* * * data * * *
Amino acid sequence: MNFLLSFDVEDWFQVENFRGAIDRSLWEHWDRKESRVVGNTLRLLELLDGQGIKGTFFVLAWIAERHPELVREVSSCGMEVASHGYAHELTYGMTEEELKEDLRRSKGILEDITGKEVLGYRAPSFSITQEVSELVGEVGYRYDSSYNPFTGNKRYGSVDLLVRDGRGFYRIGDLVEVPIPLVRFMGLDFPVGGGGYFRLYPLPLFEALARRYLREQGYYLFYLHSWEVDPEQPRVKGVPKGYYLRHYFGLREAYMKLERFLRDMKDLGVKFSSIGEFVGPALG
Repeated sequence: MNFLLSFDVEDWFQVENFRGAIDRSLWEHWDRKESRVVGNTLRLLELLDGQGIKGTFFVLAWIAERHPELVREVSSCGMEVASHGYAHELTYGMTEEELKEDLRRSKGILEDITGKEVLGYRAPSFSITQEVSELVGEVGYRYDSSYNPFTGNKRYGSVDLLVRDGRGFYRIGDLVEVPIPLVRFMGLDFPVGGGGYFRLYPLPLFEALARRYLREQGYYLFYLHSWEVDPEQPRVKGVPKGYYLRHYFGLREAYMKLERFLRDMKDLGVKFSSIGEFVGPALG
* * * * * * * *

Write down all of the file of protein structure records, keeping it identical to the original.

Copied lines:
Amino acid sequence: MNFLLSFDVEDWFQVENFRGAIDRSLWEHWDRKESRVVGNTLRLLELLDGQGIKGTFFVLAWIAERHPELVREVSSCGMEVASHGYAHELTYGMTEEELKEDLRRSKGILEDITGKEVLGYRAPSFSITQEVSELVGEVGYRYDSSYNPFTGNKRYGSVDLLVRDGRGFYRIGDLVEVPIPLVRFMGLDFPVGGGGYFRLYPLPLFEALARRYLREQGYYLFYLHSWEVDPEQPRVKGVPKGYYLRHYFGLREAYMKLERFLRDMKDLGVKFSSIGEFVGPALG
Repeated sequence: MNFLLSFDVEDWFQVENFRGAIDRSLWEHWDRKESRVVGNTLRLLELLDGQGIKGTFFVLAWIAERHPELVREVSSCGMEVASHGYAHELTYGMTEEELKEDLRRSKGILEDITGKEVLGYRAPSFSITQEVSELVGEVGYRYDSSYNPFTGNKRYGSVDLLVRDGRGFYRIGDLVEVPIPLVRFMGLDFPVGGGGYFRLYPLPLFEALARRYLREQGYYLFYLHSWEVDPEQPRVKGVPKGYYLRHYFGLREAYMKLERFLRDMKDLGVKFSSIGEFVGPALG